Just as the new international Surviving Sepsis guidelines come to publication this month, a Virginia physician becomes a small voice for practice change among his peers.

Dr. Paul Marik, chief of pulmonary and critical care at Eastern Virginia Medical School, believes he may have stumbled upon a possible aid in the survivability of sepsis. In his December 2016 study in the CHEST Journal, Marik and his colleagues describe their success with the use of intravenous vitamin C, hydrocortisone and thiamine in their patients with septic shock.

Inspired by current research findings using vitamin C in sepsis patients being performed by Alpha A. Fowler, M.D., at Virginia Commonweath University, Marik took the chance for hope in a severely, critically ill patient. After prescribing IV vitamin C and hydrocortisone as a last-ditch effort to save his patient's life, he returned the next morning to find her dramatically improved. In fact, she was transferred out of the critical care unit three days later.

Despite the skeptics, he soon began prescribing the new combination and was pleasantly surprised by the positive results. Of the 47 patients who were treated, only four did not survive, representing a mortality rate of 8.5 percent. The previous 47 patients not treated with the new regimen had 19 not survive with a hospital mortality rate of 40.4 percent.

Although these are small sample sizes of only one hospital population, it certainly has caught the attention of the medical community.

Sepsis is essentially a complication in the body's response to a life-threatening infection. This out-of-control inflammatory reaction can lead to tissue damage, organ failure and ultimately death. It is estimated that 258,000 Americans die each year from sepsis, with a 40 percent mortality Sepsis is estimated to cost hospitals $24 billion annually.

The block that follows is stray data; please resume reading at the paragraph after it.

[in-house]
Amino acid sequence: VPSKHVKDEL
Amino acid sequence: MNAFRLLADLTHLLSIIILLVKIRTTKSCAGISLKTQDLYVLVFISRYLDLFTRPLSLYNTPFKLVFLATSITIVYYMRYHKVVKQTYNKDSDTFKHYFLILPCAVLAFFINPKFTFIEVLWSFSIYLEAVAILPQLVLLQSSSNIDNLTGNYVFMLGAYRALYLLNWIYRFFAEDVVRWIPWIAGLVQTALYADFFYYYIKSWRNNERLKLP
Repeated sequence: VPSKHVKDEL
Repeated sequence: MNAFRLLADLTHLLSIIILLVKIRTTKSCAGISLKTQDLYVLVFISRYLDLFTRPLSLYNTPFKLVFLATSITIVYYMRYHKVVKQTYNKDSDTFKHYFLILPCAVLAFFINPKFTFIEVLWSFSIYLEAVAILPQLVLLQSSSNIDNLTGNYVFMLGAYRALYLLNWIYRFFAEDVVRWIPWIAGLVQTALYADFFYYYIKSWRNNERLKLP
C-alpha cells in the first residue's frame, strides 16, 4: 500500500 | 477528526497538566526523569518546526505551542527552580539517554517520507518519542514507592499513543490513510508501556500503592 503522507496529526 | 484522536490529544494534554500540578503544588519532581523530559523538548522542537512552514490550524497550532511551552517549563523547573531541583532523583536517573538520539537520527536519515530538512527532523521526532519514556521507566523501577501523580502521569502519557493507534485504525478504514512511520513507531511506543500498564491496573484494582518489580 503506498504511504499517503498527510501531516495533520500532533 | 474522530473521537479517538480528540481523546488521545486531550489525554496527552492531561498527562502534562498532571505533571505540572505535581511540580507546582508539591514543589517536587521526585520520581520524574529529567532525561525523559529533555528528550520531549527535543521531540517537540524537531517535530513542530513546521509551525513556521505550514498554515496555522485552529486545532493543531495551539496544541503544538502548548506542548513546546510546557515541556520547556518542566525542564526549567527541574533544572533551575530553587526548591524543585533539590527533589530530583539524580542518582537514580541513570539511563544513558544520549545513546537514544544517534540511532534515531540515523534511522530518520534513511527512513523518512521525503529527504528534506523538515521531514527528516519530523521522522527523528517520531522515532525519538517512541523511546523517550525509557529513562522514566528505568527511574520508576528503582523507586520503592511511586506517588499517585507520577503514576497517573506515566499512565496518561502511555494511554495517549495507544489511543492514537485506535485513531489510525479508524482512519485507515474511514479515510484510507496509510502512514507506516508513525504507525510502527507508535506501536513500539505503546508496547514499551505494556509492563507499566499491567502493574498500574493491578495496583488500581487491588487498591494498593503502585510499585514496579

"Despite over 15,000 patients studied and over $1 billion in study costs, effective sepsis therapy remains elusive," according to Fowler.

Although new guidelines have been established, little has changed in the treatment of sepsis. The primary goals remain: early recognition, fluid resuscitation and prompt, targeted antibiotic treatments. The use and effectiveness of steroids, such as hydrocortisone, continues to be debated and is not recommended in light of contradictory study results — which makes Marik's results particularly interesting.

The magic bullet drug Xigris (activated drotrecogin alfa), which was heralded as the first real cure for sepsis was taken off the market in 2011 after 10 years of use when original data could not be replicated in light of negative results. No other treatment since then has show as much promise as vitamin C.

Intravenous vitamin C has been study in cancer patients since the 1970s, with promising results. Vitamin C is an antioxidant and plays a vital role in collagen production, hence its routine use in the treatment of wounds. Fowler and his colleagues believe vitamin C assists in "down regulating" the inflammatory response seen in sepsis, ultimately slowing down the destructive actions that lead to organ failure and ultimately death.

Although Marik recognizes his retrospective study has its limitations, he has called for further randomized controlled studies to validate the findings. However, he will continue to use the regimen in critical care patients and has rolled out the protocol to other hospitals in their healthcare system.